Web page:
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Helen V. Dungan, cataloging librarian; Charles W. Holliday, professor of biology; J. Ronald Martin, professor of chemical and biomolecular engineering; and Arnold A. Offner, Cornelia F. Hugel Professor of History, have been elected to emeritus status and were recognized for their service to Lafayette at the annual pre-Commencement reception, dinner, and awards ceremony. President Daniel H. Weiss read the following citations.

Read more about the retiring faculty members


Since joining the Skillman Library staff in 1968, you have witnessed remarkable transformations in every phase of the library’s operation.  Even the building itself looks entirely different, having undergone major renovation and expansion twice during that period.

Some of the most revolutionary developments occurred in the area for which you held primary responsibility: the library’s catalog.  Although you received excellent preparation when you earned your master’s degree in library science at Drexel, your instructors could not possibly have anticipated the direction in which the field would move over the next four decades.  You steered Skillman through the adoption of a new book-classification system.  Then you oversaw the migration of the catalog from hand-typed cards stored in a fixed order to a complex electronic storage-and-retrieval system.  Exclusively on-site catalog access became global online access, with rapid advances in software supporting increasingly powerful catalog searches.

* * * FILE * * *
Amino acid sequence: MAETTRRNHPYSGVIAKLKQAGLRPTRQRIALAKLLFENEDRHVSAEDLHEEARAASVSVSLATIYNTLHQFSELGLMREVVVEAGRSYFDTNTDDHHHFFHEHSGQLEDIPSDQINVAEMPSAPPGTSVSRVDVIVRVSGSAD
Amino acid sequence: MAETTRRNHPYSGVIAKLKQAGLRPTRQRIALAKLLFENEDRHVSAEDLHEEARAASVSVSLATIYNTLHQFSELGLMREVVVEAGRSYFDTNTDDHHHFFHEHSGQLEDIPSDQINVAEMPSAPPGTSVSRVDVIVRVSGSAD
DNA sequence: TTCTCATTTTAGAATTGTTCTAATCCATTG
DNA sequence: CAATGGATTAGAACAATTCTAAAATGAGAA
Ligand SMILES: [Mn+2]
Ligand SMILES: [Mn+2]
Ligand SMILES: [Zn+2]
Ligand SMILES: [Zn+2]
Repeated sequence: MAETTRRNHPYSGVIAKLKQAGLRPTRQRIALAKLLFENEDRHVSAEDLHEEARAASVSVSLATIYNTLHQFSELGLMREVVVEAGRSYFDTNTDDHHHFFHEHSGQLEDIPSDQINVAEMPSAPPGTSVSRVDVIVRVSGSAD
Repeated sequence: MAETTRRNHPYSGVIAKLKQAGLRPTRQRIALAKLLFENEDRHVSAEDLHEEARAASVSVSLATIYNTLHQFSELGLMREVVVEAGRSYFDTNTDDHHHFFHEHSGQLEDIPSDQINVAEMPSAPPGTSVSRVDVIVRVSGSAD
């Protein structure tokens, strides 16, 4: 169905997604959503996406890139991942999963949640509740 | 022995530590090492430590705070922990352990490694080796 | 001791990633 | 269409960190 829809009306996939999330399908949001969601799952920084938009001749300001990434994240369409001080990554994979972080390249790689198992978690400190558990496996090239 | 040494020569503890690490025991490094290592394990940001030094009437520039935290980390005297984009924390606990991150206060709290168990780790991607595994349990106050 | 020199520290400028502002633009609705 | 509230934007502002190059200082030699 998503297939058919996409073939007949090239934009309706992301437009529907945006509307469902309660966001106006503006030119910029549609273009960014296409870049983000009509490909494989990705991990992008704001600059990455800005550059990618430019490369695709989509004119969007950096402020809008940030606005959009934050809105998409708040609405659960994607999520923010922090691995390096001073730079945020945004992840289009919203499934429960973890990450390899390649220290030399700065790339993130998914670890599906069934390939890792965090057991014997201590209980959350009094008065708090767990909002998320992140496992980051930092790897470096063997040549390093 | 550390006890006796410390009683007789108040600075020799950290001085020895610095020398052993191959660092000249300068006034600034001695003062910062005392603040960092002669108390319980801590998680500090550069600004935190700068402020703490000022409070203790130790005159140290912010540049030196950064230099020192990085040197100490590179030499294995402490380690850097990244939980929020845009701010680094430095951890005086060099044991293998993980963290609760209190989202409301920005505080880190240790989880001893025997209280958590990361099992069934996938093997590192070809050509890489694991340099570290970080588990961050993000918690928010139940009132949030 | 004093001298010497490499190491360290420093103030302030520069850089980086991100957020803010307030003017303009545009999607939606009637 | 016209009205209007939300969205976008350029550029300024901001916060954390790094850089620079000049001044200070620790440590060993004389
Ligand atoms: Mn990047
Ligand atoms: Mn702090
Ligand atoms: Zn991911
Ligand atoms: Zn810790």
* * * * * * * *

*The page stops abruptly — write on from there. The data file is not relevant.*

Despite the often dizzying rate of change, you stayed consistently ahead of the curve, deepening and broadening your expertise to enable Lafayette to adopt the best of the emerging technologiesand do so in ways that enhanced Skillman’s delivery of high-quality service to its patrons.  With consummate skill and professionalism you ensured that the catalog kept pace with the growth of Skillman’s holdings in areas that extended far beyond traditional books and periodicals to include film, audio recordings, and electronic and other media.

Helen, you have been an exemplary librarian and colleague, and we acknowledge your contributions with deep appreciation.